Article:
Be still my soul…
I struggle to be still before the Lord. I struggle to hesitate, and to wait. There are so many wonderful things to say, and to do, and to read, and I am impatient to take part in them all. I want to do, say, and read everything wonderful there is in the world all at once, before I miss my fleeting chance to do so; so my soul clamours forth in restlessness.
Every time I do something rashly, though, whether it is a hasty word spoken or a post online read when I ought to be working on something else, I feel in the depths of my heart that I’ve failed God. It somehow seems as though I’ve separated myself from my Lord.
This was especially the case this past spring semester: as my academic and personal responsibilities increased, the amount of time I spent in contemplation, prayer, and stillness before God decreased. I confess that I spent too many hours on my phone, too many hours worrying, and too many hours frustrated that I was neglecting time with God rather than actually sitting at His feet. I filled moments in which I ought to have been quietly reflecting with more and more mental clamour. As a result, I was overwhelmed, overwrought, and uninspired.
Our souls need stillness. They thirst for it. Many of us yearn for the weekend, for retirement, or at least for a few moments to ourselves. We suffer physically and spiritually by allowing the noise to become unceasing in our lives: our schedules are packed with meetings, work, and school, and once we come home, we pull out our devices and continue to listen to the babel of information. Even in moments of quiet, in which we could think and pray, we often reach for something to upset the stillness.
This, at least, is the personal stumbling block I face regarding my phone and social media. I do more often than not turn to it in a moment of quietness, in which I have a brief moment to myself, or even when I want to avoid thinking about some trial in my life.
The noise and bustle of school, social life, and the world continues when I pick up my phone, and my mind becomes clogged with this noise. When my thoughts are so full of noise, it is difficult to find adequate mental capacity and inspiration to write and even to think.
This past semester, however, I mistakenly thought that the bustle of city life and the busyness of my academic obligations was to blame for my constant inner turmoil, and grew frustrated with where I lived. I would walk alone to a local cemetery to clear my mind, yearning for stillness.
I remember one day in particular—I think it was in the midst of finals—in which I began to realize that it wasn’t my outward circumstances that had thrown me into such inner unrest.
Just as the clovers were beginning to bloom, and the sun was shining beautifully through the leaves above, I walked up to a tree in the middle of the cemetery, surrounded by graves with statues of angels and the deceased themselves… and I quietly realized my smallness.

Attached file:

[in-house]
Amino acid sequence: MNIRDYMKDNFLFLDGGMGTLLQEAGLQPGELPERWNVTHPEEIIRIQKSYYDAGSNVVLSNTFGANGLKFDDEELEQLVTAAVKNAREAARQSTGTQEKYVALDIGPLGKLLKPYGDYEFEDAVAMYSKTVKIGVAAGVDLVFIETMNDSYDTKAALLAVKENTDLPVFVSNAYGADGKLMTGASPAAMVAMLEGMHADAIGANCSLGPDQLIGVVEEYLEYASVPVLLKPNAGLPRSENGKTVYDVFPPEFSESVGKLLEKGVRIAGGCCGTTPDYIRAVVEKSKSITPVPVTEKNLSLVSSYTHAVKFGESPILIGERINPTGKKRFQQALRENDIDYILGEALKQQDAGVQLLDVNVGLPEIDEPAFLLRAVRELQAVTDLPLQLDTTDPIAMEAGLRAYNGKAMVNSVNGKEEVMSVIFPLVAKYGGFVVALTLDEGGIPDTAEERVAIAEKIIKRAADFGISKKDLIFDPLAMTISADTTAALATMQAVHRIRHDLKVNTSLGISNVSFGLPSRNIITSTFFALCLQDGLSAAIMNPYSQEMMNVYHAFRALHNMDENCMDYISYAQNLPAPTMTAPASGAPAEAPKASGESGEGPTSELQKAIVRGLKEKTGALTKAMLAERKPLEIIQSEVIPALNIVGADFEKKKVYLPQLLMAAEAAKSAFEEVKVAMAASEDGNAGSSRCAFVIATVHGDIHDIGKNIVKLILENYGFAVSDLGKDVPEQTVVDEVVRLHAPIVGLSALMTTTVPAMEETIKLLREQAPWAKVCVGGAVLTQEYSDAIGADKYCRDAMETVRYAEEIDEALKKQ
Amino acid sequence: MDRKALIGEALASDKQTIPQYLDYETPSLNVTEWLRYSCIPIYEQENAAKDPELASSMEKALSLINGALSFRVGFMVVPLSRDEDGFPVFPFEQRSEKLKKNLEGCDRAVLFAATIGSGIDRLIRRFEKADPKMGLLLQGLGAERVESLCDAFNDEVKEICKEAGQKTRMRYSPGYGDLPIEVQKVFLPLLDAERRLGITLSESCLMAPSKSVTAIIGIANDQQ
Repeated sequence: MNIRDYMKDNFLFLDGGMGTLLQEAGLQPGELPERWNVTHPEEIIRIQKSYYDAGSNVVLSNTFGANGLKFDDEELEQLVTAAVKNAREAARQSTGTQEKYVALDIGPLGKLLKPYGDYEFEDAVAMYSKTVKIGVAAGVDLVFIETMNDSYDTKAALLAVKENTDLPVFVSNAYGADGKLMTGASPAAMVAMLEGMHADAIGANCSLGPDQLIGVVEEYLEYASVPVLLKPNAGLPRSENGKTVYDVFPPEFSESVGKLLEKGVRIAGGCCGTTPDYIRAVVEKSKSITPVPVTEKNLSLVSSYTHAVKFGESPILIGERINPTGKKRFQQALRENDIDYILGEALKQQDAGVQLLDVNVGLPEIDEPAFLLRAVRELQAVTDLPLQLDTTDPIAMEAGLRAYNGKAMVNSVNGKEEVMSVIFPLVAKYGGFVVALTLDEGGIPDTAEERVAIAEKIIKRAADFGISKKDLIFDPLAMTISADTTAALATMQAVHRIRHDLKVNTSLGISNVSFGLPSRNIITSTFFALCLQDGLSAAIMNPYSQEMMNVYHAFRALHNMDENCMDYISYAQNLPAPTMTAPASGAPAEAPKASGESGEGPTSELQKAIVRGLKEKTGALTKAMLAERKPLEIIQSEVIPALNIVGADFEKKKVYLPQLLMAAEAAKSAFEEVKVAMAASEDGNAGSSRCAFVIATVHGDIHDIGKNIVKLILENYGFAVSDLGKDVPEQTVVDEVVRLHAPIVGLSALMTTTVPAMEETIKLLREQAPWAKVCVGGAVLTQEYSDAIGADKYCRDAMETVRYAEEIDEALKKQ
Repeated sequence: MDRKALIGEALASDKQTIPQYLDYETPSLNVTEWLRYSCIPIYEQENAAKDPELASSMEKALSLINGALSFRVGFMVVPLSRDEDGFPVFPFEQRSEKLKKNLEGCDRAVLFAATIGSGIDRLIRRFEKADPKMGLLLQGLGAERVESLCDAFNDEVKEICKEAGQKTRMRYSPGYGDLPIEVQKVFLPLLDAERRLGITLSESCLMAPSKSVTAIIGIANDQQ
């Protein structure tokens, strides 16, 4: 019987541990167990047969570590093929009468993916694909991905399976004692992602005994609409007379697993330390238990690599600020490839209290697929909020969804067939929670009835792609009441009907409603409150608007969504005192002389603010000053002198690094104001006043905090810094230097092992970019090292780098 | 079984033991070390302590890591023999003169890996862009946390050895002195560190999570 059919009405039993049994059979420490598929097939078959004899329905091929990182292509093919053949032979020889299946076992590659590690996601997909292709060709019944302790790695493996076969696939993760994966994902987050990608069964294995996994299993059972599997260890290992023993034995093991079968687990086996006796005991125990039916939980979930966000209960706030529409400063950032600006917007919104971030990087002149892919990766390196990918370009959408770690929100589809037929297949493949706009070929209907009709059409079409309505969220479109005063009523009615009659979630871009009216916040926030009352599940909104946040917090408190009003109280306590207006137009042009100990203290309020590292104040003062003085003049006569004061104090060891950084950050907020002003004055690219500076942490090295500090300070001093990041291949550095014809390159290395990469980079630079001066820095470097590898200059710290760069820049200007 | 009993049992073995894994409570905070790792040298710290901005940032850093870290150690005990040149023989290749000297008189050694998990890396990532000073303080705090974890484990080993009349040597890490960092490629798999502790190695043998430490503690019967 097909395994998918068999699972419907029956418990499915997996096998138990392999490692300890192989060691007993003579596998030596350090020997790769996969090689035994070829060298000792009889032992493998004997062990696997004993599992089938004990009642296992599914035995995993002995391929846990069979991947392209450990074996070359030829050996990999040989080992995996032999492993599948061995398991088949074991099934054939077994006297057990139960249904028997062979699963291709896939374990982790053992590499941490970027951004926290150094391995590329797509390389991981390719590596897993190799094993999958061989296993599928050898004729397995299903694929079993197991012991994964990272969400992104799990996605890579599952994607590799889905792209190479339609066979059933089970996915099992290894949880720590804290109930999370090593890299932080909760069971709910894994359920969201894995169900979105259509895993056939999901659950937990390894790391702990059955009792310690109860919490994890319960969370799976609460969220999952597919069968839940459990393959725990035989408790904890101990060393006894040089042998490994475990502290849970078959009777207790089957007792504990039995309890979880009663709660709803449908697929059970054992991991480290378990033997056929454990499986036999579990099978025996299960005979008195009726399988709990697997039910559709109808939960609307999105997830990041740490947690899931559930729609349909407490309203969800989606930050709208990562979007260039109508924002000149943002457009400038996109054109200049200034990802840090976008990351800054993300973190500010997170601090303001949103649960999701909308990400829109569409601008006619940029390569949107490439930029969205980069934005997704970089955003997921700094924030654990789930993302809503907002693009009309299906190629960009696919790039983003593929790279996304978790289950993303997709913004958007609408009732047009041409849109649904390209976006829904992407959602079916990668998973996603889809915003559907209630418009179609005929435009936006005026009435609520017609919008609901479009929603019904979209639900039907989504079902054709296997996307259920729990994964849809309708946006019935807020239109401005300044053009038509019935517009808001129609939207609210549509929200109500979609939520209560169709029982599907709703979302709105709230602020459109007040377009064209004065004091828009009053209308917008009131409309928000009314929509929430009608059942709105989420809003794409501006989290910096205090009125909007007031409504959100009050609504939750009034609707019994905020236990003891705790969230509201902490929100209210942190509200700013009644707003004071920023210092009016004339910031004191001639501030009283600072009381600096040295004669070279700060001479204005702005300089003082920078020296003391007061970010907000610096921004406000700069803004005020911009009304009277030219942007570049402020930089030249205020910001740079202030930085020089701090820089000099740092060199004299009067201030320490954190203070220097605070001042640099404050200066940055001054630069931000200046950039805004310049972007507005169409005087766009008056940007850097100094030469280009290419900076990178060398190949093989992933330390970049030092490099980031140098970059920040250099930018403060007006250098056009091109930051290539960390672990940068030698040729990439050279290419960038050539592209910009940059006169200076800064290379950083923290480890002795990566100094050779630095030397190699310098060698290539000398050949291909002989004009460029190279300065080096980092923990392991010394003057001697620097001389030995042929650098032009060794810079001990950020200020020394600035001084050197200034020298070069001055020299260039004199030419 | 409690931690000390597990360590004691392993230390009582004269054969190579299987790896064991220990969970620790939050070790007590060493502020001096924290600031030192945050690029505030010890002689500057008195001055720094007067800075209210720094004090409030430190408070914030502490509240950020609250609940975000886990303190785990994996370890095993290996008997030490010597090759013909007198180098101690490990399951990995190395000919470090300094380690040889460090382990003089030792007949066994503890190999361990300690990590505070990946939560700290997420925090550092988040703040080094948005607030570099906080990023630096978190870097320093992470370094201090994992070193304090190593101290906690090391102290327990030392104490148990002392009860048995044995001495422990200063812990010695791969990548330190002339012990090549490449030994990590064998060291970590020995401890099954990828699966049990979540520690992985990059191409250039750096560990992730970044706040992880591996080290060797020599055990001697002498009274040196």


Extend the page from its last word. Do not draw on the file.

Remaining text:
Have you ever stood alone under a willow tree much older than yourself and looked up through the crowded branches at the gentle sky, simply breathing and gazing? Or stopped while reading to savor a sentence so perfect that you felt wholly carried to somewhere entirely new, outside of time? These moments of stillness and smallness turn one to God. They come from a hidden place within.
Stillness is a posture of the heart, in a way. If I desire to be still before Jesus, I’ll find some way to do so. If I desire the world, with all of its clamor, I’ll continue to allow it to monopolize my mind. Though outward circumstances—such as living in a busy city, or being overwhelmed with schoolwork—can certainly affect one’s mental state, I can find peace anywhere, because I ought to draw it from the still, small place of my heart that looks up, childlike, to the Lord. If only I would set down my phone, and my schoolwork, and my social commitments to sit quietly before Him, I might experience that peace and stillness more often.
This is the great beauty of hesuchía (hēsyxía; ἡσυχία). Hesychía, one of the ancient Greek terms for stillness or quietness, is used in scripture to describe a manner of living pleasing to God. Derivatives of the word are used in verses such as 1 Peter 3:3-4, which says, “Do not let your adorning be external… but let your adorning be the hidden person of the heart with the imperishable beauty of a gentle and quiet (ἡσυχίου) spirit, which in God’s sight is very precious,” and 1 Thessalonians 4:11, which says, “But we urge you, brothers, to do this more and more, and to aspire to live quietly (ἡσυχάζειν), and to mind your own affairs…”.
There is also a long tradition in the Church of deep, contemplative prayer, sometimes called Hesychasm because of the necessity of a certain stillness of soul for the practice.
Followers of Christ Jesus ought, then, to seek first the stillness and quietness of heart that comes from being at peace before Him. Still places can lend themselves to contemplation, and they inspire me personally, but I would like to continue to learn to find that inspiration from Christ within, rather than any sort of stillness without. When our souls are still, the words we speak, the things we do, and the way in which we serve others will be prudent, kind, and full of His beauty.
Thank you, my God, for stillness. Please, still my heart…
“Be still, and know that I am God. I will be exalted among the nations, I will be exalted in the earth!” Psalm 46:10